My expertise is defined by analysis of images acquired by various different microscopy modalities. Over the course of my studies and afterwards, I mastered a suite of advanced image analysis techniques, commonly known as Image Correlation Spectroscopy, which are useful to quantify the microscopy data of sub-cellular structures and proteins. These techniques use the correlation of the pixels’ fluctuations in space and time in order to quantify the number density, co-localization and dynamics of molecules and molecular complexes, from image time series of live cells. Also, during two years of post-doctoral work, I acquired experience in both imaging and data interpretation in single-molecule approaches such as dSTORM, PALM, sptPALM. More broadly, I apply my experience of ~15 years of programming knowledge in Matlab and cellular and molecular biophysics, in order to help BMIF users and broader national and international scientific community to solve various problems and define tailored image analysis approaches to the problem at hand.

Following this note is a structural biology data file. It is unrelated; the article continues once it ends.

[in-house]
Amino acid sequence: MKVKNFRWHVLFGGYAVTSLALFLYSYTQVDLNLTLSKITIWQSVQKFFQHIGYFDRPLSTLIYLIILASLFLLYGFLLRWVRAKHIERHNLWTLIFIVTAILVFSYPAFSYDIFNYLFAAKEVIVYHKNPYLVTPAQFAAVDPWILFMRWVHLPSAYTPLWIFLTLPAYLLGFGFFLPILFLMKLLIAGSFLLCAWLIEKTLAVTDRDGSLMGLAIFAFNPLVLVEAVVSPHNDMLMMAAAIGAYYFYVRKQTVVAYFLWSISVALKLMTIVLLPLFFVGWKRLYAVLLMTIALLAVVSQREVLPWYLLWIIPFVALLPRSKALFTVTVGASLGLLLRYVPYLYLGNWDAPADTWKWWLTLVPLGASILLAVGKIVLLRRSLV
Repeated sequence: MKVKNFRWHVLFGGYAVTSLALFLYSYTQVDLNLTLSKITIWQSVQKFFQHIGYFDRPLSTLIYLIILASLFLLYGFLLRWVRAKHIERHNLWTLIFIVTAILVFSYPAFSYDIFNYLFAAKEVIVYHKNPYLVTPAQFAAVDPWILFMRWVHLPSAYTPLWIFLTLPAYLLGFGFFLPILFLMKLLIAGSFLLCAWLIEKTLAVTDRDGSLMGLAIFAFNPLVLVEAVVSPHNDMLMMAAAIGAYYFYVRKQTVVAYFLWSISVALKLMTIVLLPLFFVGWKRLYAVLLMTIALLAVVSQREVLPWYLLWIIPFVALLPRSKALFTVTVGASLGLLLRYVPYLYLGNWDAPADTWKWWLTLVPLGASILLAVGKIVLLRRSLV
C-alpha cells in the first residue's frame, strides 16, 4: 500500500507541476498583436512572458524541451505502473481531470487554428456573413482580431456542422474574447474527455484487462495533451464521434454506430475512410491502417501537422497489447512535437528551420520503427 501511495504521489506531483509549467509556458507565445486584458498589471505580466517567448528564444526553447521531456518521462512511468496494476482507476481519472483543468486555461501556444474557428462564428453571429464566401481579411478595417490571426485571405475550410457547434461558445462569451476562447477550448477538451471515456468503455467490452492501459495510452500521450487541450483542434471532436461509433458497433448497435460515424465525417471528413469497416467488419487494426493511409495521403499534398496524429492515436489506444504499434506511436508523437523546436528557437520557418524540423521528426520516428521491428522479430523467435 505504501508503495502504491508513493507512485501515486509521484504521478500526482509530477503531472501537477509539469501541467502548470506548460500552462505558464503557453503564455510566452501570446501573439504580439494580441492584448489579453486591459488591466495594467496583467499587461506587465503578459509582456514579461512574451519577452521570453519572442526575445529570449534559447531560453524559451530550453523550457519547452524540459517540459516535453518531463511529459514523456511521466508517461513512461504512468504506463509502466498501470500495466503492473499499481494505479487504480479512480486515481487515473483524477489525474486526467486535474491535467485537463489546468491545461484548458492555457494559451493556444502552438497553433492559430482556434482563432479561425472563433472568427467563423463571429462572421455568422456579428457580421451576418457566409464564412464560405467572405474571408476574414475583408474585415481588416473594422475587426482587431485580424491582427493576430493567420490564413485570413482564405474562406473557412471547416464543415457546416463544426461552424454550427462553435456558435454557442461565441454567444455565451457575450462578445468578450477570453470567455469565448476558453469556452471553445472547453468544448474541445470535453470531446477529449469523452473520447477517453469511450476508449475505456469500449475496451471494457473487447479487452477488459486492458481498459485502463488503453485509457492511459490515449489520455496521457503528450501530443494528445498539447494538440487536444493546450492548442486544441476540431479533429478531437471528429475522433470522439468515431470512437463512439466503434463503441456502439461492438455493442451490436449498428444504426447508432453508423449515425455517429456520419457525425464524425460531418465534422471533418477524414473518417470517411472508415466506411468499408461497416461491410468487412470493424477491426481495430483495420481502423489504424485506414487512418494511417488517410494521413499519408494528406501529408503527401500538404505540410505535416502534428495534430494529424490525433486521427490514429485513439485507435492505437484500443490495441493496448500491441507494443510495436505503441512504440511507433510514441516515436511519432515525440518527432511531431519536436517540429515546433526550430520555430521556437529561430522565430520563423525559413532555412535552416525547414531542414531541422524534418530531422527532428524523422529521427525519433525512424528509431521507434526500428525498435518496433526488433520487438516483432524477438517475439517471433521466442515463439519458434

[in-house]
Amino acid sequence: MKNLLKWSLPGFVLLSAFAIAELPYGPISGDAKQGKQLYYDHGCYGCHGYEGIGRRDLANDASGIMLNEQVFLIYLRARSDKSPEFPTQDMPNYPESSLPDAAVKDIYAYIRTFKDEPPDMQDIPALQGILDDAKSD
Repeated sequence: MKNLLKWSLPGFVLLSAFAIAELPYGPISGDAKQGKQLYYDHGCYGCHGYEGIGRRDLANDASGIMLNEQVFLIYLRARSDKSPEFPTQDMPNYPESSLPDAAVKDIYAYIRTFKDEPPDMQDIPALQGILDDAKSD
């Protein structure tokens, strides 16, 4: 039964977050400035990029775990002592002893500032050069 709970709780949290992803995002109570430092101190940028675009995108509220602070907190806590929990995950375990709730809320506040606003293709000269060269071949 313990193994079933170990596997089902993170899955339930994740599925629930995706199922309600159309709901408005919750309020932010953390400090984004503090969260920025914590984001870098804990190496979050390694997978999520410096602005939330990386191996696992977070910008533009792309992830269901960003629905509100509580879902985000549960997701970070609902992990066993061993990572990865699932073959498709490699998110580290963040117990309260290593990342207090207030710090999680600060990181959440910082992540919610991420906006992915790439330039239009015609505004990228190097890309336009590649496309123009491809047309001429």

Gokul Upadhyayula